Role of endotoxin-responsive macrophages in hepatic injury

Authors

  • Yasushi Shiratori,

    Corresponding author
    1. Laboratory for Hepatology, 2nd Department of Internal Medicine, Faculty of Medicine, University of Tokyo, 7-3-1 Hongo, Bunkyo-ku
    • 2nd Department of Internal Medicine, Faculty of Medicine, University of Tokyo, 7-3-1 Hongo, Bunkyo-ku, Tokyo 113, Japan
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  • Mitsugu Tanaka,

    1. Department of Pathology, School of Medicine, Jikei University, 3-25-8 Nishi-Shinbashi, Minato-ku, Tokyo, Japan
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  • Kenji Hai1,

    1. Division of Gastroenterology and Hepatology, Koshigaya Hospital, Dokkyo University School of Medicine, 2-1-50 Minami-Koshigaya, Koshigaya, Saitama, Japan
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  • Tateo Kawase,

    1. Laboratory for Hepatology, 2nd Department of Internal Medicine, Faculty of Medicine, University of Tokyo, 7-3-1 Hongo, Bunkyo-ku
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  • Shuichiro Shiina,

    1. Laboratory for Hepatology, 2nd Department of Internal Medicine, Faculty of Medicine, University of Tokyo, 7-3-1 Hongo, Bunkyo-ku
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  • Tsuneaki Sugimoto

    1. Laboratory for Hepatology, 2nd Department of Internal Medicine, Faculty of Medicine, University of Tokyo, 7-3-1 Hongo, Bunkyo-ku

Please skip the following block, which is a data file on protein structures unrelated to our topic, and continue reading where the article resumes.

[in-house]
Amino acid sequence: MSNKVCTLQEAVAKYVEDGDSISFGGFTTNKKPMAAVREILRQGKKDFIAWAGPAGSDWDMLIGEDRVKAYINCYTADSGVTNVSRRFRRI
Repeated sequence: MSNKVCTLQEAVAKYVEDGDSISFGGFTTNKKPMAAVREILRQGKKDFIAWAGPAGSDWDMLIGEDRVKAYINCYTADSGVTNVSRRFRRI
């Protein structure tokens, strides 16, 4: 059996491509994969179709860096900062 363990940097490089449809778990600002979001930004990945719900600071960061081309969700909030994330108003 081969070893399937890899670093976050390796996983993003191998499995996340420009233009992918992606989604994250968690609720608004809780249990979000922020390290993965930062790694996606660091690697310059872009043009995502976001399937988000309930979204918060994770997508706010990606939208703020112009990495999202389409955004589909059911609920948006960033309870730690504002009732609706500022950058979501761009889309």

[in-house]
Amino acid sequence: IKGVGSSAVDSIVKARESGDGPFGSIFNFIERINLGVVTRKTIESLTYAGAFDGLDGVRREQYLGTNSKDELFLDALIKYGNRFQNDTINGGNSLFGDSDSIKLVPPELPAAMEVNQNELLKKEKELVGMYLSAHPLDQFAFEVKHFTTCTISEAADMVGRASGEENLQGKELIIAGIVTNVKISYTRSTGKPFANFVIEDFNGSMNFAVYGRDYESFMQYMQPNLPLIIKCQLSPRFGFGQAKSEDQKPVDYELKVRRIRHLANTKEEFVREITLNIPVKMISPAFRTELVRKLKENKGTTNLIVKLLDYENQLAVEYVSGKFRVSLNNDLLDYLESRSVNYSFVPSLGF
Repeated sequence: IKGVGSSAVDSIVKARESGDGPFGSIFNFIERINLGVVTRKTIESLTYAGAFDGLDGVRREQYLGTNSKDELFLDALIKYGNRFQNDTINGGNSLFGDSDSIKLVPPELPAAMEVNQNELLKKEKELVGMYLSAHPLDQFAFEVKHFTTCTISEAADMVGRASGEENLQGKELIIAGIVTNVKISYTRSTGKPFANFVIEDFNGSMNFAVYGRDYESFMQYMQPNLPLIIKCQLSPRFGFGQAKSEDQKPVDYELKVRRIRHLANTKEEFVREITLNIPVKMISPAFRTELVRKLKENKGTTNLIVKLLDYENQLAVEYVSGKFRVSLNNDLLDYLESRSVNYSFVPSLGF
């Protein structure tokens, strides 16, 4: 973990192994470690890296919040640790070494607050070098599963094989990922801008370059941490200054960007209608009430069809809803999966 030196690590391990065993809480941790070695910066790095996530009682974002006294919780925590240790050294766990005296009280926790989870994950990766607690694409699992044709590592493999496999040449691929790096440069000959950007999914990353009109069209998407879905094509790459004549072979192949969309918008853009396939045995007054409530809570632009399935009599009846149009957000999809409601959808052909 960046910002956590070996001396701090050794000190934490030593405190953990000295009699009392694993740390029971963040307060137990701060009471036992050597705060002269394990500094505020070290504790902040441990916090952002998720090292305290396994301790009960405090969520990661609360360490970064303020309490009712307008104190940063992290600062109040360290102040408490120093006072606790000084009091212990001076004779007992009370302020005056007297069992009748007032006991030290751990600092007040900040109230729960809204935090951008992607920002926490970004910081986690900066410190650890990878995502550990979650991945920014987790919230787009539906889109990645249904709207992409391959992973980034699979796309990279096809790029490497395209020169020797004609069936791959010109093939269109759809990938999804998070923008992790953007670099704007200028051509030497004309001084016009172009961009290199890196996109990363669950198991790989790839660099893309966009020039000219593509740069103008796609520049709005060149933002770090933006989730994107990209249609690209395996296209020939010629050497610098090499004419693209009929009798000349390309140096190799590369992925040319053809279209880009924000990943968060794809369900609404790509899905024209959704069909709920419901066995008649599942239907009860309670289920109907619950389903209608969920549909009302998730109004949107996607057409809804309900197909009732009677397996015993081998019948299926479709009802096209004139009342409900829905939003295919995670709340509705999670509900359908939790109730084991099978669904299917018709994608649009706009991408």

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Abstract

Although administration of 100 mg galactosamine caused severe hepatic injury in C3H/HeN mice, splenectomy reduced the grade of this hepatotoxicity. However, this hepatic injury was scarcely detected in the endotoxin-resistant C3H/HeJ mice. In addition, in contrast to high lethality in C3H/HeN mice with a combined administration of galactosamine and endotoxin, splenectomy rendered C3H/HeN mice slightly resistant to this treatment. Further resistance was demonstrated in C3H/HeJ mice. In an attempt to clarify the role of endotoxin-responsive spleen cells in the pathogenesis of hepatic injury, we investigated glactosamine-induced hepatic injury by transfer of lipopolysaccharide-treated C3H/HeN or C3H/HeJ spleen cells. Both oxygen-derived free radical production and the proportion of macrophages in spleen cells were markedly enhanced in C3H/HeN mice after an intraperitoneal injection of lipopolysaccharide. Further increase in oxidative free radical production was found in the dish-adherent cells (macrophages). These enhancements were not demonstrated in lipopolysaccharide-treated C3H/HeJ spleen cells. Athough hepatic injury was not demonstrated in both C3H/HeN and C3H/HeJ mice treated with 35 mg galactosamine alone, severe hepatotoxicity was found in these galactosamine-treated mice when they received lipopolysaccharide-activated C3H/HeN spleen cells, especially macrophages. Simultaneous administration of superoxide dismutase with the activated spleen cells reduced the grade of hepatic injury. On the other hand, hepatic injury was not demonstrated in the galactosamine-treated C3H/HeN or C3H/HeJ mice when they received lipopolysaccharide-treated C3H/HeJ spleen cells, although 3H-galactosamine incorporation into hepatocytes was nearly identical in both C3H/HeN and C3H/HeJ mice. These results suggest that oxidative free radicals of lipopolysaccharide responsive macrophages could contribute to the pathogenesis of galactosamine-induced hepatic injury.

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